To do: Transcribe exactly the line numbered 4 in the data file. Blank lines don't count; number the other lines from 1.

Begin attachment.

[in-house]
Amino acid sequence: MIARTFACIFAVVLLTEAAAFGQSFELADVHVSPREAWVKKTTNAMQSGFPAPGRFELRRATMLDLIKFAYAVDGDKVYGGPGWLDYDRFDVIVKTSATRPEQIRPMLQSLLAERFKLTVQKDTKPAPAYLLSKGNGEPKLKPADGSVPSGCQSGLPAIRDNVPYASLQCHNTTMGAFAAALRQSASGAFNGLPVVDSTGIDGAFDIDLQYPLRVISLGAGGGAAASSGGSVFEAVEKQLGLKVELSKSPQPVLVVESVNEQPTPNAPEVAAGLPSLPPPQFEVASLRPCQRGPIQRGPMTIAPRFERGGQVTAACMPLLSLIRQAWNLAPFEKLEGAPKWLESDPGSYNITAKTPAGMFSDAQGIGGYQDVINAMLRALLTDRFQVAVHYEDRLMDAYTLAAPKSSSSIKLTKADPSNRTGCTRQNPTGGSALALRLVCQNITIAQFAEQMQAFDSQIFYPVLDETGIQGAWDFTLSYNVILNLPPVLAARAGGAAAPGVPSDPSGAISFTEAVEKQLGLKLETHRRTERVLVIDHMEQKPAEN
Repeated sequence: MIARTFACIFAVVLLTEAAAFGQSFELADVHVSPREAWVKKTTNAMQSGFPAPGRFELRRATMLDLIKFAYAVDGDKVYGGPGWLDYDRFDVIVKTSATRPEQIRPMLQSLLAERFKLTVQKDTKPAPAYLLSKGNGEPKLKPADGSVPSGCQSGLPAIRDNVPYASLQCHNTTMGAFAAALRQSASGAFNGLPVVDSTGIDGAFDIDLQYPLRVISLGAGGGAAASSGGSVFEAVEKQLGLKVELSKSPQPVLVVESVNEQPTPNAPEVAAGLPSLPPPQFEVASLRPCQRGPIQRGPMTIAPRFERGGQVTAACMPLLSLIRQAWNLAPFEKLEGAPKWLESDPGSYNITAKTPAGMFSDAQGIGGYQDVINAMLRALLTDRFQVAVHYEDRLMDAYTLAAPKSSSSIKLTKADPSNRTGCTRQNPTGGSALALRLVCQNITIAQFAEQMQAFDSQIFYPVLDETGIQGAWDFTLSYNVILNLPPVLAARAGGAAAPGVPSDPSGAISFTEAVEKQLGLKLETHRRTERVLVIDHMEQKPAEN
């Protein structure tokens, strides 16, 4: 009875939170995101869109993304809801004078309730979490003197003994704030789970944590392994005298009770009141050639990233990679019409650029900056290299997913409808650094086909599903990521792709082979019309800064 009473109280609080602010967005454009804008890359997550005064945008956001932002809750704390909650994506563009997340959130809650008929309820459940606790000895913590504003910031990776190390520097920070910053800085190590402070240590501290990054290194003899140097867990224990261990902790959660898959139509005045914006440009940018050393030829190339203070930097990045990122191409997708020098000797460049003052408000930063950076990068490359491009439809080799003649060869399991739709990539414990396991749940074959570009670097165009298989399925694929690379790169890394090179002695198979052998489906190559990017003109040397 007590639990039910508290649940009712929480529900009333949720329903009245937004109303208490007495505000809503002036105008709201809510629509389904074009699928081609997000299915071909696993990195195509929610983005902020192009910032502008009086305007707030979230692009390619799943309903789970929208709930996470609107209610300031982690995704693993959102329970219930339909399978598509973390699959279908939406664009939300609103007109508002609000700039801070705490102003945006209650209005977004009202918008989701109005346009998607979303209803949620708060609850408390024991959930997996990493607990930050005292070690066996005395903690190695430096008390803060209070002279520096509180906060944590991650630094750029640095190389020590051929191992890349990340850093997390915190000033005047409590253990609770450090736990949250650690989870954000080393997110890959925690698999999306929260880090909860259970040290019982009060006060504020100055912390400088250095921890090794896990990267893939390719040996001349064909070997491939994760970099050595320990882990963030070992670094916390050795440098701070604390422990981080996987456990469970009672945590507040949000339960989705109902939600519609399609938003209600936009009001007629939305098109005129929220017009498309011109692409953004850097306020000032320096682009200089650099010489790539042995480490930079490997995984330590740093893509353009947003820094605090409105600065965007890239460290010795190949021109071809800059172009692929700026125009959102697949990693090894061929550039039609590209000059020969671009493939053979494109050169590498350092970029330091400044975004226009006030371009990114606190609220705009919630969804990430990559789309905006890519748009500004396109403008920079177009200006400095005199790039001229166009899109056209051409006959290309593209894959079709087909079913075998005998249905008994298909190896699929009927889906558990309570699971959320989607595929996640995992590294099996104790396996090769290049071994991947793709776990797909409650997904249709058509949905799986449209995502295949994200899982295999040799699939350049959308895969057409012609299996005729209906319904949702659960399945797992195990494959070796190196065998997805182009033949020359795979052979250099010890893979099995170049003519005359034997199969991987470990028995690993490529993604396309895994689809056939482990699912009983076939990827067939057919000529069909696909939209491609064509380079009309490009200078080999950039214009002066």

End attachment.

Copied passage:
């Protein structure tokens, strides 16, 4: 009875939170995101869109993304809801004078309730979490003197003994704030789970944590392994005298009770009141050639990233990679019409650029900056290299997913409808650094086909599903990521792709082979019309800064 009473109280609080602010967005454009804008890359997550005064945008956001932002809750704390909650994506563009997340959130809650008929309820459940606790000895913590504003910031990776190390520097920070910053800085190590402070240590501290990054290194003899140097867990224990261990902790959660898959139509005045914006440009940018050393030829190339203070930097990045990122191409997708020098000797460049003052408000930063950076990068490359491009439809080799003649060869399991739709990539414990396991749940074959570009670097165009298989399925694929690379790169890394090179002695198979052998489906190559990017003109040397 007590639990039910508290649940009712929480529900009333949720329903009245937004109303208490007495505000809503002036105008709201809510629509389904074009699928081609997000299915071909696993990195195509929610983005902020192009910032502008009086305007707030979230692009390619799943309903789970929208709930996470609107209610300031982690995704693993959102329970219930339909399978598509973390699959279908939406664009939300609103007109508002609000700039801070705490102003945006209650209005977004009202918008989701109005346009998607979303209803949620708060609850408390024991959930997996990493607990930050005292070690066996005395903690190695430096008390803060209070002279520096509180906060944590991650630094750029640095190389020590051929191992890349990340850093997390915190000033005047409590253990609770450090736990949250650690989870954000080393997110890959925690698999999306929260880090909860259970040290019982009060006060504020100055912390400088250095921890090794896990990267893939390719040996001349064909070997491939994760970099050595320990882990963030070992670094916390050795440098701070604390422990981080996987456990469970009672945590507040949000339960989705109902939600519609399609938003209600936009009001007629939305098109005129929220017009498309011109692409953004850097306020000032320096682009200089650099010489790539042995480490930079490997995984330590740093893509353009947003820094605090409105600065965007890239460290010795190949021109071809800059172009692929700026125009959102697949990693090894061929550039039609590209000059020969671009493939053979494109050169590498350092970029330091400044975004226009006030371009990114606190609220705009919630969804990430990559789309905006890519748009500004396109403008920079177009200006400095005199790039001229166009899109056209051409006959290309593209894959079709087909079913075998005998249905008994298909190896699929009927889906558990309570699971959320989607595929996640995992590294099996104790396996090769290049071994991947793709776990797909409650997904249709058509949905799986449209995502295949994200899982295999040799699939350049959308895969057409012609299996005729209906319904949702659960399945797992195990494959070796190196065998997805182009033949020359795979052979250099010890893979099995170049003519005359034997199969991987470990028995690993490529993604396309895994689809056939482990699912009983076939990827067939057919000529069909696909939209491609064509380079009309490009200078080999950039214009002066």